Top Ten

April 15, 2016

NB offers free tuition to students from low-income families

NB has announced that it will offer free tuition to university students from low-income families starting in the 2016-17 academic year. Under the new program, students from families earning less than $60 K per year will be eligible for a provincial bursary covering whatever part of their tuition is not already covered by existing federal grants. NB’s Post-Secondary Education Minister Francine Landry said that she hopes the program will encourage more students to pursue their university studies within the province. "We have significant demographic challenges that will continue to affect enrolment at our universities and colleges," she added, "this program will incentivise New Brunswickers to study here at home, thus helping our publicly funded universities and colleges." CBC | NBSA

Canada to prepare science, engineering grads for jobs with $24 M investment

Canada has announced that it will invest $24 M to help young researchers in science and engineering make a successful transition from training to employment. The funds will come from the Natural Sciences and Engineering Research Council of Canada through its Collaborative Research and Training Experience (CREATE) initiative, and will be used to drive projects that emphasize professional skills development, collaborative and integrative research environments, and placements with potential employers. "This investment will give some of this country's best and brightest natural sciences and engineering graduate students and postdoctoral fellows a strong foundation of life skills, with an emphasis on team-building, communications, and successful scientific collaborations," said Minister of Science Kirsty Duncan. Canada

Engagement Labs ranks best Canadian postsecondary institutions on social media

Engagement Labs has released the rankings of the top performing Canadian colleges and universities on social media. The top three schools on Facebook were UBC, Université de Montréal, and the University of Victoria. On Twitter, the top three schools were Brock University, the Northern Alberta Institute of Technology, and Seneca College. On Instagram, the top three schools were Queen’s University, Western University, and York University. “Student life has quickly adopted social media, thereby offering higher education institutions with an ideal avenue for two-way, real time communication with prospective and current students," said Engagement Labs CEO Bryan Segal, who explained that this new dynamic creates promotion, recruitment, and engagement opportunities for postsecondary schools. Engagement Labs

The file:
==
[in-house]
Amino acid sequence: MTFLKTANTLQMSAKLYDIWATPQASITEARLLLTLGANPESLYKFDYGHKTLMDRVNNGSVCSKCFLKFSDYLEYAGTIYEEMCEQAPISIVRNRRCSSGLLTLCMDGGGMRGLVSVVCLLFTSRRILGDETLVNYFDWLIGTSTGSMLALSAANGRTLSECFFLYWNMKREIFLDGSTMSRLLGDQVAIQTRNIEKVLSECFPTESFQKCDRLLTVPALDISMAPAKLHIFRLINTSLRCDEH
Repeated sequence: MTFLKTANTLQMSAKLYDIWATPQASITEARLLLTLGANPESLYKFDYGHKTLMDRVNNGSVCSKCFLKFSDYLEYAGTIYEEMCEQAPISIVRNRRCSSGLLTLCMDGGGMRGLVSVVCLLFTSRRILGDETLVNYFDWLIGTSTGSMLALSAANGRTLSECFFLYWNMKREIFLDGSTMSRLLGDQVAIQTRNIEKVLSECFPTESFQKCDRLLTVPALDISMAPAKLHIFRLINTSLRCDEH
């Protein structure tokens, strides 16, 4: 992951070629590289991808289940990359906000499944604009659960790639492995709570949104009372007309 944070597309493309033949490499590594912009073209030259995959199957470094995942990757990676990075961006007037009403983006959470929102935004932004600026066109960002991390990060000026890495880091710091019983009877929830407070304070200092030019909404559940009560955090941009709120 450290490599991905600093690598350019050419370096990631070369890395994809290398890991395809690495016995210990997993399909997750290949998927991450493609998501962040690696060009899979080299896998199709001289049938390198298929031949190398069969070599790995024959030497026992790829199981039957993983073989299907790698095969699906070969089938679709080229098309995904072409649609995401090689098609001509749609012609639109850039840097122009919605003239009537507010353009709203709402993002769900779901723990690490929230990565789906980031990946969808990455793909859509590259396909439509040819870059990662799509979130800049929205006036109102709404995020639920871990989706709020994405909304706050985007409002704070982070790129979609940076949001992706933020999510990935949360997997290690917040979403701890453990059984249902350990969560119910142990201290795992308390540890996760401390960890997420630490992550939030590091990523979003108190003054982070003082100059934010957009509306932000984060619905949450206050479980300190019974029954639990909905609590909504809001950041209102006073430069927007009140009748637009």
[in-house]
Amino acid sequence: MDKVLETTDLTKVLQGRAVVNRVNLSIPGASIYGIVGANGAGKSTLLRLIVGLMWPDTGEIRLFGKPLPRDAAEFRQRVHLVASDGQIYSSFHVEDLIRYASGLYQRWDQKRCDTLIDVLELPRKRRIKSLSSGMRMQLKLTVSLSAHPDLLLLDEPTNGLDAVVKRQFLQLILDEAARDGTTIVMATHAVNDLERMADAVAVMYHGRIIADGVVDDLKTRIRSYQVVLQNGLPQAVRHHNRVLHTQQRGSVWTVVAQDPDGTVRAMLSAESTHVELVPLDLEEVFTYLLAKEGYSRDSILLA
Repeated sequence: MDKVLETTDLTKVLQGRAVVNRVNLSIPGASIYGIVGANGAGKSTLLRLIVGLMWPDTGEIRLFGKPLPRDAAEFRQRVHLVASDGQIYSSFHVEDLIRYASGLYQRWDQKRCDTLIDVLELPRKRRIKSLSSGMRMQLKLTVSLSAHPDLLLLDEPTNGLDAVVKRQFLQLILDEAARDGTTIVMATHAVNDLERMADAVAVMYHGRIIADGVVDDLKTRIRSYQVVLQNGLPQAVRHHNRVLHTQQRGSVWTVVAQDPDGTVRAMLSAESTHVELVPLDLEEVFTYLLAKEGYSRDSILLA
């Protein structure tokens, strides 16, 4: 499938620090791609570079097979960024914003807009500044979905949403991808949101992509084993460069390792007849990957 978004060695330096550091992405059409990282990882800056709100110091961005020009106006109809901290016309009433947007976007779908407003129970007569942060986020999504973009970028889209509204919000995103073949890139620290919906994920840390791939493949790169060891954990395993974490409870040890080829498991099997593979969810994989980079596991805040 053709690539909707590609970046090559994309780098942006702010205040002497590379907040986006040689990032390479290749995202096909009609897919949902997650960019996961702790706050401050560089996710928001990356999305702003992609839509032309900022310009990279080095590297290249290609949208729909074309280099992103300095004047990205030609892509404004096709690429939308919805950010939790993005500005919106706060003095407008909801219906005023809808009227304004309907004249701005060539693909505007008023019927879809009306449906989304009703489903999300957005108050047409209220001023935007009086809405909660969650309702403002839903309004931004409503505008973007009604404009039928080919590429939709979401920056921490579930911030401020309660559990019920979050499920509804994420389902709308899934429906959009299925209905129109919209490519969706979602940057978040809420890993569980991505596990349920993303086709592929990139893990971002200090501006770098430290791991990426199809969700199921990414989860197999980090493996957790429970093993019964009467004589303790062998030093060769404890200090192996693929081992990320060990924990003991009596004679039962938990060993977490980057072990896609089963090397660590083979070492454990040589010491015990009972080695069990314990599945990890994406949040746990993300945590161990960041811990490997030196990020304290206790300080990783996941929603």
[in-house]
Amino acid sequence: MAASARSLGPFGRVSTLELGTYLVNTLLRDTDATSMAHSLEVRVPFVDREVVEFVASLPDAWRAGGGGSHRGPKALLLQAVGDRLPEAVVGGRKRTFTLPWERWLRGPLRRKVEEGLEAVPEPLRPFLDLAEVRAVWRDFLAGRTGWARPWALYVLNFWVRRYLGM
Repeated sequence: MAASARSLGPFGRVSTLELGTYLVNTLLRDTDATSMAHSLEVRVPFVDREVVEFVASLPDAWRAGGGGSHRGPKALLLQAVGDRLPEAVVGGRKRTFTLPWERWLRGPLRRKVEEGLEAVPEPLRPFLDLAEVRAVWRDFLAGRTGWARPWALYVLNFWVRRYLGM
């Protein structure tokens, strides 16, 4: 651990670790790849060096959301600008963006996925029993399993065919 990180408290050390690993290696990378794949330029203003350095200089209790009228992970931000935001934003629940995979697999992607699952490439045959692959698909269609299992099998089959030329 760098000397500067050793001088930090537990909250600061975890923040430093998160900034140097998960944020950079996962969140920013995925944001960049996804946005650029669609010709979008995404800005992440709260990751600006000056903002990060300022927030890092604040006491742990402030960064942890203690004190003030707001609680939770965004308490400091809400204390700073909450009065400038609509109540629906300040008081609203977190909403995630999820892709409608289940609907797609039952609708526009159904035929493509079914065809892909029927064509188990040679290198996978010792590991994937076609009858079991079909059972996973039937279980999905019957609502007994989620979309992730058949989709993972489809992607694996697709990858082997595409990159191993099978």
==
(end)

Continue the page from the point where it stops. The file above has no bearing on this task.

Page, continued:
McMaster students take to Facebook to warn of campus sexual assault

A McMaster University release states that the school's security division received several complaints of gender-based violence and a complaint of sexual assault during McMaster's recent Light up the Night event. Several posts by alleged students on a Facebook page titled “Spotted at Mac” report instances of a group of men that behaved in a sexually aggressive manner toward women at the event. Several users have posted descriptions or photos of the men in an effort to warn other students about them. McMaster states that it has notified the city police and is working with them to investigate the allegations. CHCH | Hamilton Spectator | McMaster | Facebook ("Spotted at Mac")

uAlberta president says he envies “national perspective” of UK higher ed

University of Alberta President David Turpin tells Times Higher Education that he envies the UK’s postsecondary system and its “national perspective” compared to Canada’s provincially run system. Turpin adds that Canada’s inability to present a unified postsecondary image to the world puts it at a competitive disadvantage for attracting top international undergraduates. He also points to the difficulty of “integrat[ing] the post-secondary education system for international students, which is a provincial responsibility, with the federal immigration policy.” Turning to the schools themselves, Turpin concludes with a discussion of how the hiring of fresh, full-time faculty will become crucial if Canadian PSE wants to attract the best students moving forward. Times Higher Education